Section 1557 and the SCOTUS Decision—Implications for Employer-Sponsored Group Health Plans

Employers’ minds are swirling with what to do following recent developments in changes to the Patient Protection and Affordable Care Act (ACA) Section 1557 and the recent United States Supreme Court (SCOTUS) decision. On June 12, 2020, the Office for Civil Rights (OCR) of the U.S. Department of Health and Human Services (HHS) issued a final rule under Section 1557 of ACA (2020 final rule) that rescinds certain protections afforded to LGBTQ individuals. Three days later, SCOTUS issued a decision finding workplace discrimination based on gender identity and sexual orientation is forbidden under Title VII of the Civil Rights Act of 1964 (Title VII). Read on for background information, resulting changes and the effect on employer-sponsored group health plans.

Section 1557 and the SCOTUS Decision—Implications for Employer-Sponsored Group Health Plans

ACA Section 1557 Final Rule

In 2016, HHS issued a final rule implementing ACA Section 1557 prohibiting discrimination in health programs on the basis of race, color, national origin, sex, age or disability. Health program or activity was defined broadly to include the provision or administration of health-related services or health-related insurance coverage. HHS revised the 2016 final rule for a number of reasons including to better comply with the mandates of Congress, address legal concerns, remove costly and unnecessary regulatory burdens, reduce confusion, and “clarify the scope of Section 1557 in keeping with pre-existing civil rights statutes and regulations prohibiting discrimination on the basis of race, color, national origin, sex, age, and disability.”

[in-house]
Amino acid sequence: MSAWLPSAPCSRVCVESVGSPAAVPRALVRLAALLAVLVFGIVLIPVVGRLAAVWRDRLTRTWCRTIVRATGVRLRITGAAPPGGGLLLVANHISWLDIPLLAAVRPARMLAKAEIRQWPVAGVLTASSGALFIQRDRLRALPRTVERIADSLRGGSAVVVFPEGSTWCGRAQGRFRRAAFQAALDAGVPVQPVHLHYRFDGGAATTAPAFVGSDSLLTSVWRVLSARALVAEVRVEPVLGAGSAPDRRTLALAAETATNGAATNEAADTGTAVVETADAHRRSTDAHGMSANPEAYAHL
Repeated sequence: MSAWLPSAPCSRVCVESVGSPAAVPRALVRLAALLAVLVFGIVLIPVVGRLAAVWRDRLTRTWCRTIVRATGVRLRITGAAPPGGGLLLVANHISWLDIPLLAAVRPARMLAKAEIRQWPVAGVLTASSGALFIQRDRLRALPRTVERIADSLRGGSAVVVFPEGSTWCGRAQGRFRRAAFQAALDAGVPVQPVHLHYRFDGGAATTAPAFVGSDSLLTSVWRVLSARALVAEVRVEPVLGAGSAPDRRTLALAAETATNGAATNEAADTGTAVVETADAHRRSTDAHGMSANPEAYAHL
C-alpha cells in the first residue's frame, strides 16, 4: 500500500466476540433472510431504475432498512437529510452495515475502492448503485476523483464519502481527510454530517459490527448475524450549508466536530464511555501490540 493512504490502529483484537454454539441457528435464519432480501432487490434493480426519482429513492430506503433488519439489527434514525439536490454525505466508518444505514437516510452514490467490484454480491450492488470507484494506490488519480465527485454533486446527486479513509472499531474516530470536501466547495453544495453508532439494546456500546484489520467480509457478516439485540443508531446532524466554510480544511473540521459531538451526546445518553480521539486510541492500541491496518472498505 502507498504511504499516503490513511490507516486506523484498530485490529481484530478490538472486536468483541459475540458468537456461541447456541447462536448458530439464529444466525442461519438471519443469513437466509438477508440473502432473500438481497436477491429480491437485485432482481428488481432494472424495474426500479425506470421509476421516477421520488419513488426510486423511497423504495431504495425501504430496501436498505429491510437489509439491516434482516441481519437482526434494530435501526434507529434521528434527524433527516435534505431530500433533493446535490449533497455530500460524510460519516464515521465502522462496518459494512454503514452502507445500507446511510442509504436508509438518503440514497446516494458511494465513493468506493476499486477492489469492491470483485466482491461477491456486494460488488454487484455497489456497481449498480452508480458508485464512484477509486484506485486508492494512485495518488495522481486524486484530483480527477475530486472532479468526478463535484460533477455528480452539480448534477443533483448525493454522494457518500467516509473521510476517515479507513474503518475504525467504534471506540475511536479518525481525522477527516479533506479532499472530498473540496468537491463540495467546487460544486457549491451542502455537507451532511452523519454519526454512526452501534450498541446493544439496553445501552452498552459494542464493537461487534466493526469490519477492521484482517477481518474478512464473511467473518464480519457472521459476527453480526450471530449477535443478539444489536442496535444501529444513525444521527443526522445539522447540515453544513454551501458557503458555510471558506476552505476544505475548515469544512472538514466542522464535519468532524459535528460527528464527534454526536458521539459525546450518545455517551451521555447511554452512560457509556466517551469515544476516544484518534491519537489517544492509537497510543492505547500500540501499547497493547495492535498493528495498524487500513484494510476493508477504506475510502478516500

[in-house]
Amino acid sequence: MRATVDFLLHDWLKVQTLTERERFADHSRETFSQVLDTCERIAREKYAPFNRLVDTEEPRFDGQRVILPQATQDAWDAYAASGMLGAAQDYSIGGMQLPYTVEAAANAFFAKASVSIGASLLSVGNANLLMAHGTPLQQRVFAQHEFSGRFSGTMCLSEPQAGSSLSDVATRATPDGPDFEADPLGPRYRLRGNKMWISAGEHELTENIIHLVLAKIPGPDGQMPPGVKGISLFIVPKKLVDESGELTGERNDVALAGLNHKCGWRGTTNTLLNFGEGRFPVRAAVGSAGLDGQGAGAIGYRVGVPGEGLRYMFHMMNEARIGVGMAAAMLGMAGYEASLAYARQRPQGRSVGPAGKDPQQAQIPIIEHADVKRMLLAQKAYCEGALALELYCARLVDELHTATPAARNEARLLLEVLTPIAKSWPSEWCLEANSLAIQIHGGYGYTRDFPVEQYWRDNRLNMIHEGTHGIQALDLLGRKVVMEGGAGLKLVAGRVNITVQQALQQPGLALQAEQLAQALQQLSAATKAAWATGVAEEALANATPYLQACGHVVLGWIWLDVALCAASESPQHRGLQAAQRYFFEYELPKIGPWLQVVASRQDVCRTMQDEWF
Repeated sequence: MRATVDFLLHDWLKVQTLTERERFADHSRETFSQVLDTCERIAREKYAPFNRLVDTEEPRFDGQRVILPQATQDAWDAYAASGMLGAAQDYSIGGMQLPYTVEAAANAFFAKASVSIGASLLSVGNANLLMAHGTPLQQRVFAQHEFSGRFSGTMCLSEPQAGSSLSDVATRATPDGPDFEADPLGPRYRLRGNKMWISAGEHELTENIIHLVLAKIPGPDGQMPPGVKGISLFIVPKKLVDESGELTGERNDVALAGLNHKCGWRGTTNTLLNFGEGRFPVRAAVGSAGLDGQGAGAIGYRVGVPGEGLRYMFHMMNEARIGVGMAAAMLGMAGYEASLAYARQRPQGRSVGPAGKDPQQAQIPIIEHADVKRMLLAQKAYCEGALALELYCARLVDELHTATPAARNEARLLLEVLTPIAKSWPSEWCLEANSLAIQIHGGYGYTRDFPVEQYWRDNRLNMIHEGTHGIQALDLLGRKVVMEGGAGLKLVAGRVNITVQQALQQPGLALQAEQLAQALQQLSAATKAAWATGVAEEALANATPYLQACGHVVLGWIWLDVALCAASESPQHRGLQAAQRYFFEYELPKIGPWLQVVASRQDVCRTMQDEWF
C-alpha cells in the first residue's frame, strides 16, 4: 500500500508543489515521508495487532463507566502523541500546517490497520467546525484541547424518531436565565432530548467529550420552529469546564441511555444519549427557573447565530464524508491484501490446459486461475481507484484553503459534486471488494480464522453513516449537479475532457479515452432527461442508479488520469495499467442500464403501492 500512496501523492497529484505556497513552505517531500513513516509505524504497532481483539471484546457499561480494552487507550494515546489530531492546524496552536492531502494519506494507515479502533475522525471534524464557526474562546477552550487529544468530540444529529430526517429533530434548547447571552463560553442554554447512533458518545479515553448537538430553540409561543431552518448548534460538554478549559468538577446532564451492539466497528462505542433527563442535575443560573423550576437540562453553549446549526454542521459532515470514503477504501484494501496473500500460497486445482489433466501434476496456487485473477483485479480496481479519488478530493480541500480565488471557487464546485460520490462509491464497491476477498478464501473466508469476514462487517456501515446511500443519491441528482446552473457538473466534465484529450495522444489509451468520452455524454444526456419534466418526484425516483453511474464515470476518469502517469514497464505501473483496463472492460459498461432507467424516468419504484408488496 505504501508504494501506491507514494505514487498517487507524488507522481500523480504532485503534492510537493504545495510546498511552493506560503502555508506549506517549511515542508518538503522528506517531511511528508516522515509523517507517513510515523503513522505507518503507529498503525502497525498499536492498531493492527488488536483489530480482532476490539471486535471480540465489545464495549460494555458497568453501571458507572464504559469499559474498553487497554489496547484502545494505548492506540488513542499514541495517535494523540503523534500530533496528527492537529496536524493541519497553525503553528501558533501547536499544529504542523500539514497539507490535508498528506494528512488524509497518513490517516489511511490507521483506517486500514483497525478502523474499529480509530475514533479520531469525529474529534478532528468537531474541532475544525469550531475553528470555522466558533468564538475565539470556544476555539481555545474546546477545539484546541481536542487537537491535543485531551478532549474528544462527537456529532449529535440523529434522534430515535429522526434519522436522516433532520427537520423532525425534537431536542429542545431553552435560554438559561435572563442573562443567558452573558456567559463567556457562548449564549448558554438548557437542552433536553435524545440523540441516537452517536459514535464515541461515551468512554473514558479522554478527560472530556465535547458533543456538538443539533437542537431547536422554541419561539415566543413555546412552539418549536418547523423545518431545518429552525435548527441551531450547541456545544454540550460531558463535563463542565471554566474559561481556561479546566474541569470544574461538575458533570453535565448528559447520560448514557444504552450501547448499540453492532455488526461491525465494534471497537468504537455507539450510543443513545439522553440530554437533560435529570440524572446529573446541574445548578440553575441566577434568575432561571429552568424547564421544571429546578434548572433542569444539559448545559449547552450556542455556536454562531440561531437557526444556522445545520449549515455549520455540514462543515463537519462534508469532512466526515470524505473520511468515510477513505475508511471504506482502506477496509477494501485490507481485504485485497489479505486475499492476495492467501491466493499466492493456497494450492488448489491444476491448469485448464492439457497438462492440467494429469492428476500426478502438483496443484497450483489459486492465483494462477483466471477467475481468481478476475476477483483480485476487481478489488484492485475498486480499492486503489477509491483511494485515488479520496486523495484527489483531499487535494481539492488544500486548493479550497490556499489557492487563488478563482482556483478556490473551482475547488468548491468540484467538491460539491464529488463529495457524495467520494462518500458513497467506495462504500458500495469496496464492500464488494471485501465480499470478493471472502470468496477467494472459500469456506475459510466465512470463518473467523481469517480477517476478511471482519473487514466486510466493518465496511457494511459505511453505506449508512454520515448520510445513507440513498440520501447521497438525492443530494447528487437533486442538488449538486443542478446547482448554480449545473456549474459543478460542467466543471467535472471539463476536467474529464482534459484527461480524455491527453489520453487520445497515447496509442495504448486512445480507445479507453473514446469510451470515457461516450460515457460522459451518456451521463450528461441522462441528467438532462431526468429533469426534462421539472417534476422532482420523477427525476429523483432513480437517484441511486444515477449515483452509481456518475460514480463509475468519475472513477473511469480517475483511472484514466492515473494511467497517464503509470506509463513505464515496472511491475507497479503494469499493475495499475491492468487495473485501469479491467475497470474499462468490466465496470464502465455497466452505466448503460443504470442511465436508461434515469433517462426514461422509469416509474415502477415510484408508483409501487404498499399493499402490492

Preparing Your Organization for the Next Crisis

The 2020 final rule no longer:

  • Requires nondiscrimination protections related to gender identity, gender expression, sex stereotyping and termination of pregnancy
  • Requires certain health plans and insurers to cover gender reassignment surgery
  • Maintains specific grievance procedures to address discrimination complaints
  • Requires the distribution of nondiscrimination notices and foreign language assistance taglines
  • Relies on the meaning of “sex” to include sexual orientation or gender identity. HHS relies on the plain meaning to mean biological sex only.

How does this affect employers providing employer-sponsored health insurance?

The 2020 final rule narrows the application of the nondiscrimination requirements to apply to health insurers only for programs and activities that receive federal financial assistance from HHS and to HHS programs and activities only if they are provided and administered under Title I of the ACA.

•     Providing health insurance is not considered a “health program or activity” for purposes of Section 1557.

•     Employer-sponsored group health plans that do not receive federal financial assistance and are not principally engaged in the business of providing health care are not considered covered entities subject to Section 1557.

The same analysis applies to employer-sponsored health plans not covered by ERISA, as well as excepted benefits.

The 2020 final rule is effective August 18, 2020.

What does this mean for employers?

  • Employers offering employee benefit health programs that were subject to the 2016 final rule can roll back some of their notice obligations.
  • Covered entities should review and identify desired changes to grievance procedures.
  • Communications regarding health and welfare benefits can be revised to remove the nondiscrimination notices and foreign language assistance taglines.